Redrawing a Bus Map Leads to a Dramatic Increase in Transit Ridership
Texas. The geographically largest continental state, an economic powerhouse for the United States, leading the way in wind power energy production, population growth, and some of the largest infrastructure that has an ever-increasing need for improvement. This is the main theme of the 2017 Report Card for Texas’ Infrastructure, developed by the Texas Section of the American Society of Civil Engineers (ASCE Texas Section). In this update, though several of the infrastructure categories reviewed show areas of satisfactory performance, the clear majority indicate that Texas’ infrastructure lacks funding, proper maintenance, and is poorly equipped to deal with environmental change as Texas continues to grow.
The population of Texas grows by 100 people per day, or roughly one U.S. Congressional District per year. It is the ethical and moral responsibility of the civil engineers of Texas to provide fellow citizens with solid working infrastructure for their daily lives. Too often, we take for granted that our lives are impacted by each of the seven infrastructure categories evaluated in this report card. Most people only think about infrastructure when it is broken. Consider the following:
We expect infrastructure to work effectively but when it doesn’t, we may no longer take it for granted.
As civil engineers in the state of Texas, we have a responsibility to safeguard the life, health, property, and welfare of the public. We believe part of this responsibility includes providing the public and our elected leaders with critical information about the current state of our infrastructure. This is the main goal of this Report Card. With this knowledge, the public will increase support for infrastructure improvement and maintenance. They will subsequently urge elected leaders to take action to prioritize funding, so that our vital infrastructure meets the current and future needs of Texas citizens.
Texas is home to 24 of the nation’s primary/commercial service airports servicing 79.7 million passengers in 2015. The number of passengers (enplanements) at Texas’ Commercial Service airports increased 8.49% between 2010 and 2015. To meet increased demand, Texas has made airport infrastructure investments through construction of new passenger terminal facilities, and renovation and expansion of existing terminals. Additionally, the Federal Aviation Administration (FAA) continues to increase grant funding of investments in Texas airfield infrastructure to improve resiliency and capacity. This increase in funding has resulted in improvement of the letter grade for Aviation from C+ in 2012 to B- in 2017.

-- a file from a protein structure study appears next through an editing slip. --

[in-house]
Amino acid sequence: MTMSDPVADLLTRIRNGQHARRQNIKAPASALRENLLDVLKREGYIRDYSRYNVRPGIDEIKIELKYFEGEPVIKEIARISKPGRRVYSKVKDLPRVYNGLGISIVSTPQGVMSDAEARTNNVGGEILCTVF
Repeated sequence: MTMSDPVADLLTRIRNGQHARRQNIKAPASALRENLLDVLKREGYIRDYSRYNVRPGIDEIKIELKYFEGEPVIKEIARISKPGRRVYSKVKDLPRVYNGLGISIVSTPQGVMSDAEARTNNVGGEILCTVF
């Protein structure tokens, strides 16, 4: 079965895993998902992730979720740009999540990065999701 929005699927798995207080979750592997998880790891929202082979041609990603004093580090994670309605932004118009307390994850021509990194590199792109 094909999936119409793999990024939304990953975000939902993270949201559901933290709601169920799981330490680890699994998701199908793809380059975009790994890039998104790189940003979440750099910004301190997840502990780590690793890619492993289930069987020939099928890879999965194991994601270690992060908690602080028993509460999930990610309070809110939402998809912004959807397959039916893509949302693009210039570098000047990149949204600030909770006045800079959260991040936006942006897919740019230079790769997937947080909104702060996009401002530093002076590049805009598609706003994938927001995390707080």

There are 53,488 bridges in Texas – almost twice as many bridges as in any other state. Of these, approximately 65% are on-system bridges, or on the designated state highway system, and approximately 35% are off-system bridges, or under direct jurisdiction of local governments such as a county or city. While Texas is well-below the national average in number of structurally deficient bridges at 1.7%, which is a drop from 2.6% in 2012, Texas faces significant challenges when it comes to managing and maintaining acceptable levels of mobility in its road network. Specifically, the state is coping with a reduction of the federal-aid funds available for bridge maintenance, rehabilitation and replacement and an aging bridge stock, with several bridges not meeting functional requirements for increased traffic volumes and loads. Fortunately, the Texas State Legislature recently approved bills establishing fees for permits related to truck size and weight, which help defray the costs of bridge maintenance. This increased funding and drop in percentage of structurally deficient bridges has resulted in improvement of the letter grade for Bridges from B- in 2012 to B in 2017.
The State budget continues to fund the Texas Dam Safety Program to inspect the most critical dams. Funding for this program increased from $2 million in 2012 to $2.5 million in 2017. In 2015 the Legislature provided an additional $15 million to repair or rehabilitate dams built by the Natural Resources Conservation Service (NRCS). However, the inventory of existing dams in Texas continues to age. Since 2012, 217 dams saw hazard classification increases, and the estimated costs of rehabilitation have risen from $380 million in 2012 to $812 million in 2017. In total, Texas has 1,263 high hazard dams of which 80% have emergency action plans, an increase from 10% in 2005. With the Legislature’s desire to improve funding mechanisms and the dramatic increase of high hazard dams with emergency action plans, the letter grade has shown improvement from D- in 2012 to D in 2017.